Canada’s First Organic Vineyard Makes More Than Just Wine

At Fiesta Farms we are always impressed by individuals or companies who find innovative, creative ways to use as much of a particular product as possible. The nose to tail movement in the culinary world has proven that utilizing the entire animal –waste not, want not- is not only delicious, ethically and ecologically sound, and mind-opening, it can be lucrative as well.
There are many other examples as well outside of the boucherie: orange and lemon oils harvested from the juice industry are used for cleaning products, spelt from the brewing industry used to feed hens and even on a more modest scale, someone like Heather Thorkelson using avocado pits to make buttons.

It just goes to show you that with a little lateral thinking you can come up with a great product that minimizes waste while enhancing our lives.

Marilyn and Bill Redelmeir run Southbrook Vineyards in Niagara, it is Canada’s first organic certified vineyard.

Chickens freely roam among the vines feasting on bugs, sheep graze on intrusive weeds, and the droppings from these happy farm workers fertilize the soil. No need for pesticides or fertilizers, the result is an organic, natural wine. And after pressing all those grapes, what to do with the tons of grape skins left over? Well, you could dump it or compost it, or you could do like the Redelmeirs and create an original awesome, organic and healthy product that is literally squeezed from the fruits of your labours and call it Bioflavia.

Most of us know by now that many of the nutritive benefits in fruits and vegetables are found in their skins, so stop peeling your spuds, apples and carrots! Grapes are no exception, as the organic grape skin powder is packed with antioxidants, containing 11,000 Oxygen Radical Absorption Capacity Units (ORAC) per 10 g serving, not to mention 24% of your daily fibre needs.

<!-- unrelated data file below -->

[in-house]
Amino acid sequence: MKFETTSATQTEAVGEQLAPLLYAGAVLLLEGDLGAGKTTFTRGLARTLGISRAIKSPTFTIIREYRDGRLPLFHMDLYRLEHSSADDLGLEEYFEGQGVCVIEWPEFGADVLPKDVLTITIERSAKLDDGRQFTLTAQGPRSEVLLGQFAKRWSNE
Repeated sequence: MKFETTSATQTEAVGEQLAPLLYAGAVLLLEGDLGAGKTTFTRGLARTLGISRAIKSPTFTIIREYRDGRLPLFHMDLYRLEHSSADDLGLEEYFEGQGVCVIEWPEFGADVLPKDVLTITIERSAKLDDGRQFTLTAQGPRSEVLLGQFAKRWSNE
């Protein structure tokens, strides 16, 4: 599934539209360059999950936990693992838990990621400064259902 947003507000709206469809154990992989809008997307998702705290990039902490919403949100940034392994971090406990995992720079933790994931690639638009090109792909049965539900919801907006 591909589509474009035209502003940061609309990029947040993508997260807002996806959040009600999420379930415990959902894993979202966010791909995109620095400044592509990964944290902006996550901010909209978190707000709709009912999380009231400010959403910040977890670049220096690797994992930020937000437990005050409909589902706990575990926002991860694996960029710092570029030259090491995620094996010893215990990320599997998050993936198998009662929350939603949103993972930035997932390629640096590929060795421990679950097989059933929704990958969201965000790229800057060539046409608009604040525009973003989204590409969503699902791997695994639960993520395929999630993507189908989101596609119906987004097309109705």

Some of you may be old enough to remember an ad campaign used by Welch’s several years ago: steam curling over a pot of stewing grapes with a trustworthy avuncular voice remarking something like “We here at Welch’s figured that there must be some flavour escaping in that steam, so we figger’d a way to return the flavour to the pot.”  Then they show the pot with a lid on it and a curly tube going from one end of the pot to the other, in which the steam is condensed and returns the precious grapey essence to the vat of jelly. Seriously. Even as a child who still believed in the tooth fairy, I stared at this unlikely contraption thinking, “What a crock!”


There is no such suspension of disbelief required in the manufacture of Bioflavia. Basically the grape skins are dried and ground into a fine powder and packaged. Ta da! Next time you make a fruit smoothie, add a scoop of this stuff. It can be added to muffins, pancakes. There are lots of ways to incorporate it into your diet? Have you tried this product yet? We’d love to hear what you think in the comments.

All natural, organic, local to our region and delicious. A win for the ecology, a financial win for Southbrook Vineyards, a win for health nuts. We’re gonna run out of wine at this rate!

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